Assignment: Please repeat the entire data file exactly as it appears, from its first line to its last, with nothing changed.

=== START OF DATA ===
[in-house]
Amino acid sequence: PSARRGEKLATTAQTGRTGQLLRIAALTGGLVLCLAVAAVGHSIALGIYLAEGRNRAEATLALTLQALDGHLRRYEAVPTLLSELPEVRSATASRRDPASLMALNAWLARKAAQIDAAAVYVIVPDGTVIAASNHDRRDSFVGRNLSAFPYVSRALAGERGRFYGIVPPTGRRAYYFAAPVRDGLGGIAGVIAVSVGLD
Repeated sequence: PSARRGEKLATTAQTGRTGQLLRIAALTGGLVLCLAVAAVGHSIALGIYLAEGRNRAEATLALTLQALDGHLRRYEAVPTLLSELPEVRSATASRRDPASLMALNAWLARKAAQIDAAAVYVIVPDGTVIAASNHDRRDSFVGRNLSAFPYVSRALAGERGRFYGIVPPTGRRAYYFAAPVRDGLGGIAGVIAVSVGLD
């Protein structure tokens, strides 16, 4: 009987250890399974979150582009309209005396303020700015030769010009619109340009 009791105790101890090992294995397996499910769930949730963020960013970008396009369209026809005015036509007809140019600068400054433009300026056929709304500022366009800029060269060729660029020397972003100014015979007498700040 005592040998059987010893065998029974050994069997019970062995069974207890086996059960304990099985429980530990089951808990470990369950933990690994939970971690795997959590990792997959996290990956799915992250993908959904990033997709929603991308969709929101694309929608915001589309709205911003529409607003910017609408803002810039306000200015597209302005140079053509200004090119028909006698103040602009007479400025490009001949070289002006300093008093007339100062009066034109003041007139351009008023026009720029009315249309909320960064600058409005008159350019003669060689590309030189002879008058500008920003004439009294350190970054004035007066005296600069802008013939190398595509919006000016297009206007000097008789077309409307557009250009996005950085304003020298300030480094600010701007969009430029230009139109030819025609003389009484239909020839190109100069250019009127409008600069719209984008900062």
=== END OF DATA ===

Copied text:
[in-house]
Amino acid sequence: PSARRGEKLATTAQTGRTGQLLRIAALTGGLVLCLAVAAVGHSIALGIYLAEGRNRAEATLALTLQALDGHLRRYEAVPTLLSELPEVRSATASRRDPASLMALNAWLARKAAQIDAAAVYVIVPDGTVIAASNHDRRDSFVGRNLSAFPYVSRALAGERGRFYGIVPPTGRRAYYFAAPVRDGLGGIAGVIAVSVGLD
Repeated sequence: PSARRGEKLATTAQTGRTGQLLRIAALTGGLVLCLAVAAVGHSIALGIYLAEGRNRAEATLALTLQALDGHLRRYEAVPTLLSELPEVRSATASRRDPASLMALNAWLARKAAQIDAAAVYVIVPDGTVIAASNHDRRDSFVGRNLSAFPYVSRALAGERGRFYGIVPPTGRRAYYFAAPVRDGLGGIAGVIAVSVGLD
């Protein structure tokens, strides 16, 4: 009987250890399974979150582009309209005396303020700015030769010009619109340009 009791105790101890090992294995397996499910769930949730963020960013970008396009369209026809005015036509007809140019600068400054433009300026056929709304500022366009800029060269060729660029020397972003100014015979007498700040 005592040998059987010893065998029974050994069997019970062995069974207890086996059960304990099985429980530990089951808990470990369950933990690994939970971690795997959590990792997959996290990956799915992250993908959904990033997709929603991308969709929101694309929608915001589309709205911003529409607003910017609408803002810039306000200015597209302005140079053509200004090119028909006698103040602009007479400025490009001949070289002006300093008093007339100062009066034109003041007139351009008023026009720029009315249309909320960064600058409005008159350019003669060689590309030189002879008058500008920003004439009294350190970054004035007066005296600069802008013939190398595509919006000016297009206007000097008789077309409307557009250009996005950085304003020298300030480094600010701007969009430029230009139109030819025609003389009484239909020839190109100069250019009127409008600069719209984008900062």